This book shows how information theory, probability, statistics, mathematics and personal computers can be applied to the exploration of numbers and proportions in music. It brings the methods of scientific and quantitative thinking to questions like: What are the ways of encoding a message in music and how can we be sure of the correct decoding? How do claims of names hidden in the notes of a score stand up to scientific analysis? How many ways are there of obtaining proportions and are they due to chance?
After thoroughly exploring the ways of encoding information in music, the ambiguities of numerical alphabets and the words to be found “hidden” in a score, the book presents a novel way of exploring the proportions in a composition with a purpose-built computer program and gives example results from the application of the techniques. These include information theory, combinatorics, probability, hypothesis testing, Monte Carlo simulation and Bayesian networks, presented in an easily understandable form including their development from ancient history through the life and times of J. S. Bach, making connections between science, philosophy, art, architecture, particle physics, calculating machines and artificial intelligence. For the practitioner the book points out the pitfalls of various psychological fallacies and biases and includes succinct points of guidance for anyone involved in this type of research.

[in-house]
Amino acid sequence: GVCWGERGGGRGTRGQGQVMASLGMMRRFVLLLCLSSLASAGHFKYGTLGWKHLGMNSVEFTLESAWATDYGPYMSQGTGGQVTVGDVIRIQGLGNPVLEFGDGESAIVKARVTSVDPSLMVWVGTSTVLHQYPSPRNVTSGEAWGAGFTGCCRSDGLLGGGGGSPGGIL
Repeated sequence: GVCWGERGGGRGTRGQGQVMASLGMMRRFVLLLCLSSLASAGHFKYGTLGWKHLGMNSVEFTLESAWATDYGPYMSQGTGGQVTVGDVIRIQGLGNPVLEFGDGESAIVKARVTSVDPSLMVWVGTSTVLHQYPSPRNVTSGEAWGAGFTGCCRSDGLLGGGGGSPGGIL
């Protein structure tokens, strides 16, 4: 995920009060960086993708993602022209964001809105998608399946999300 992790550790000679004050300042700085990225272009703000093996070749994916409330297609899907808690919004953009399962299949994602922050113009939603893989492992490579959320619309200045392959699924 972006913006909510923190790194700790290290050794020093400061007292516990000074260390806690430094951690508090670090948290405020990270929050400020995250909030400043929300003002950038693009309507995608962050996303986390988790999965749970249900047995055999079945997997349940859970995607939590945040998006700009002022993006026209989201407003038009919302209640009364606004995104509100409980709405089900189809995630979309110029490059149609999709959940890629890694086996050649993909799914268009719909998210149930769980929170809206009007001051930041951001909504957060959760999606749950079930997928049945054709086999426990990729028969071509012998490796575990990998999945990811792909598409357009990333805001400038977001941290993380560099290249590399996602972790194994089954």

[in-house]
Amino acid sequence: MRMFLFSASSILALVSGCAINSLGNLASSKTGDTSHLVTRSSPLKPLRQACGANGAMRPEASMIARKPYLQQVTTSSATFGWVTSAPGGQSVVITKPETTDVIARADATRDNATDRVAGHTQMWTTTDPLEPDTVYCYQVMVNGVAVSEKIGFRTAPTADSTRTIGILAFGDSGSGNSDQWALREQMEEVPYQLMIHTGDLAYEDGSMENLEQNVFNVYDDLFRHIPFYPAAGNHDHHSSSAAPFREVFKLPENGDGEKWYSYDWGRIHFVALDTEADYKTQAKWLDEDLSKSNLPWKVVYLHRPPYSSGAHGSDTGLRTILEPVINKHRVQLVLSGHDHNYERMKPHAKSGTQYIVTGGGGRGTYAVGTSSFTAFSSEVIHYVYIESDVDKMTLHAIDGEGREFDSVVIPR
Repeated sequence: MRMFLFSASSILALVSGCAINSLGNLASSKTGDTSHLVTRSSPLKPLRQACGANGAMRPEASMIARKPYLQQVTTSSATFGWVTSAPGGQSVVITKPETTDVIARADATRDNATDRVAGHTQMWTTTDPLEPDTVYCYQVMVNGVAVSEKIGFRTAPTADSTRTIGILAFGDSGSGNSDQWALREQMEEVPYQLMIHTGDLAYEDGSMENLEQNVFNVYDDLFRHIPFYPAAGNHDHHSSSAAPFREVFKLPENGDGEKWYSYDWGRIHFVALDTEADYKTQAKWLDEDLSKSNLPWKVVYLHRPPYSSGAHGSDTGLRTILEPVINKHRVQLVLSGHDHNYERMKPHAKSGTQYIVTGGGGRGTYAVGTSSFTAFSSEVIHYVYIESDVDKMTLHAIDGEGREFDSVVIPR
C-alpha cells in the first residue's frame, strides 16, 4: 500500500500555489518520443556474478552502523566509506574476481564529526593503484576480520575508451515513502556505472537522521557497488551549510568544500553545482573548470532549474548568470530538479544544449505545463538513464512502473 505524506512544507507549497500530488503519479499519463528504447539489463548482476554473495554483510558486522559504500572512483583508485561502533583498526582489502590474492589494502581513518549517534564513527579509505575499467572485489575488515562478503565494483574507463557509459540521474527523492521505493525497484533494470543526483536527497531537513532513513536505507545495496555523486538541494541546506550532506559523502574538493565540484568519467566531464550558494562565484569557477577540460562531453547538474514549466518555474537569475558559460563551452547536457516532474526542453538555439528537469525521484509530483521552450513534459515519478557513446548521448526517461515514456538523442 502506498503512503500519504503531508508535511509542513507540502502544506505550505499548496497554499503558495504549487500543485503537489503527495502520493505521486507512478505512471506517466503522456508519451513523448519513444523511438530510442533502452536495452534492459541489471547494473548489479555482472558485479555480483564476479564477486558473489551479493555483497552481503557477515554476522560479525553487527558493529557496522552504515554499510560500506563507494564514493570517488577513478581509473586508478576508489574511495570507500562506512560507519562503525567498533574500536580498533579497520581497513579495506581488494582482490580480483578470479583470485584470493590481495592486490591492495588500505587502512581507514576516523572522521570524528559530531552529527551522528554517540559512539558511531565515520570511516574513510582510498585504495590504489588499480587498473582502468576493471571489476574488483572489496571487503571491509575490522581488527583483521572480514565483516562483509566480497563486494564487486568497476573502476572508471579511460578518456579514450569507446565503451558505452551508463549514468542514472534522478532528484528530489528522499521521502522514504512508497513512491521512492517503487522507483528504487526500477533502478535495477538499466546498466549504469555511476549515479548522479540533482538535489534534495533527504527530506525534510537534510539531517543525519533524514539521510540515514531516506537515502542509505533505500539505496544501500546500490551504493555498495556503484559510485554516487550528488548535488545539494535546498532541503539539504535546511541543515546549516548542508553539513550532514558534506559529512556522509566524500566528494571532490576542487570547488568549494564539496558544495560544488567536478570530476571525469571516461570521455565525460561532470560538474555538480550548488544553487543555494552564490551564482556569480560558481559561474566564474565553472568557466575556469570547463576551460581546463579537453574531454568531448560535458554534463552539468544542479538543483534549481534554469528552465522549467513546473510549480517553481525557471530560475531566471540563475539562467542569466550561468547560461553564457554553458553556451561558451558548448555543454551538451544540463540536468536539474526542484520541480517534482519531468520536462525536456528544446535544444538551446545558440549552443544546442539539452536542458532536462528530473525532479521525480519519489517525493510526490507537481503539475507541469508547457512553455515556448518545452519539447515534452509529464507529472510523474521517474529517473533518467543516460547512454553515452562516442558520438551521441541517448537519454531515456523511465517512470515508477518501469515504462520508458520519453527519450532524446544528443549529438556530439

This book will be useful to anyone who intends to use a scientific approach to the humanities, particularly music, and will appeal to anyone who is interested in the intersection between the arts and science.
With a foreword by Ruth Tatlow (Uppsala University), award winning author of Bach’s Numbers: Compositional Proportion and Significance
and Bach and the Riddle of the Number Alphabet
“With this study Alan Shepherd opens a much-needed examination of the wide range of mathematical claims that have been made about J. S. Bach's music, offering both tools and methodological cautions with the potential to help clarify old problems.”
Daniel R. Melamed, Professor of Music in Musicology, Indiana University